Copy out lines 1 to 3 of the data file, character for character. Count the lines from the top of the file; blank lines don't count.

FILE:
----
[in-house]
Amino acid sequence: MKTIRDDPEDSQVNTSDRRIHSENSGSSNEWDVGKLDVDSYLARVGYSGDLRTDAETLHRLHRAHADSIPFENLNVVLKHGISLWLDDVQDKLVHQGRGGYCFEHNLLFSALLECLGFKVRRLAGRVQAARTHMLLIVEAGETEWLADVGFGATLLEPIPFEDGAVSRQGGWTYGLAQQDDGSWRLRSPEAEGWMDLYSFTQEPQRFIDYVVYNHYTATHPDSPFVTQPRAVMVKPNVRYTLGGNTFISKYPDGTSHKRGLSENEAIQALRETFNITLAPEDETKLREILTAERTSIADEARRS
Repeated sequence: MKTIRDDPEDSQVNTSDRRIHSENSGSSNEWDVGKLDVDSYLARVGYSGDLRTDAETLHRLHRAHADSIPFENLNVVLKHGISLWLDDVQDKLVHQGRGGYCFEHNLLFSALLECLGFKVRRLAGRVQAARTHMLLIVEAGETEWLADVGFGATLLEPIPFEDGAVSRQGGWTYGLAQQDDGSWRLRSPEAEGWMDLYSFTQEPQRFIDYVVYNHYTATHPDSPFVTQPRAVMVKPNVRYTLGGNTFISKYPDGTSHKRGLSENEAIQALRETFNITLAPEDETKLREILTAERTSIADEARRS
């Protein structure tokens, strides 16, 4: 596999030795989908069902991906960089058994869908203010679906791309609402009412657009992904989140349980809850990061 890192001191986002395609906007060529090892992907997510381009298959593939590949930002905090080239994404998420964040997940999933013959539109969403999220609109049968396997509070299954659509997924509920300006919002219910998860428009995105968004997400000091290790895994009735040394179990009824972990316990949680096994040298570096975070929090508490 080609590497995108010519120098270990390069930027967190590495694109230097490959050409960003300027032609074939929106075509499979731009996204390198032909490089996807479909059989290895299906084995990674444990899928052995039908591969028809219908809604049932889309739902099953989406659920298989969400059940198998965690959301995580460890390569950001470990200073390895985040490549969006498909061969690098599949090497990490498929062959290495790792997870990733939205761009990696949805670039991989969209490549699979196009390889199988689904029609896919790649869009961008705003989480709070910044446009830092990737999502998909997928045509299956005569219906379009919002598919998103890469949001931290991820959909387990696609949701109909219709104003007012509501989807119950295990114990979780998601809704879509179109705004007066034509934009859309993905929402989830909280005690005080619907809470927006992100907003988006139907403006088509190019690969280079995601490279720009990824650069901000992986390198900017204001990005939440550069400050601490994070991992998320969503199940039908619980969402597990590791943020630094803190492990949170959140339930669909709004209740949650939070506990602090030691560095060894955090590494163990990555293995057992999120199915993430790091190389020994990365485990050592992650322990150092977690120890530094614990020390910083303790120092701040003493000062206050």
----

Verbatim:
[in-house]
Amino acid sequence: MKTIRDDPEDSQVNTSDRRIHSENSGSSNEWDVGKLDVDSYLARVGYSGDLRTDAETLHRLHRAHADSIPFENLNVVLKHGISLWLDDVQDKLVHQGRGGYCFEHNLLFSALLECLGFKVRRLAGRVQAARTHMLLIVEAGETEWLADVGFGATLLEPIPFEDGAVSRQGGWTYGLAQQDDGSWRLRSPEAEGWMDLYSFTQEPQRFIDYVVYNHYTATHPDSPFVTQPRAVMVKPNVRYTLGGNTFISKYPDGTSHKRGLSENEAIQALRETFNITLAPEDETKLREILTAERTSIADEARRS
Repeated sequence: MKTIRDDPEDSQVNTSDRRIHSENSGSSNEWDVGKLDVDSYLARVGYSGDLRTDAETLHRLHRAHADSIPFENLNVVLKHGISLWLDDVQDKLVHQGRGGYCFEHNLLFSALLECLGFKVRRLAGRVQAARTHMLLIVEAGETEWLADVGFGATLLEPIPFEDGAVSRQGGWTYGLAQQDDGSWRLRSPEAEGWMDLYSFTQEPQRFIDYVVYNHYTATHPDSPFVTQPRAVMVKPNVRYTLGGNTFISKYPDGTSHKRGLSENEAIQALRETFNITLAPEDETKLREILTAERTSIADEARRS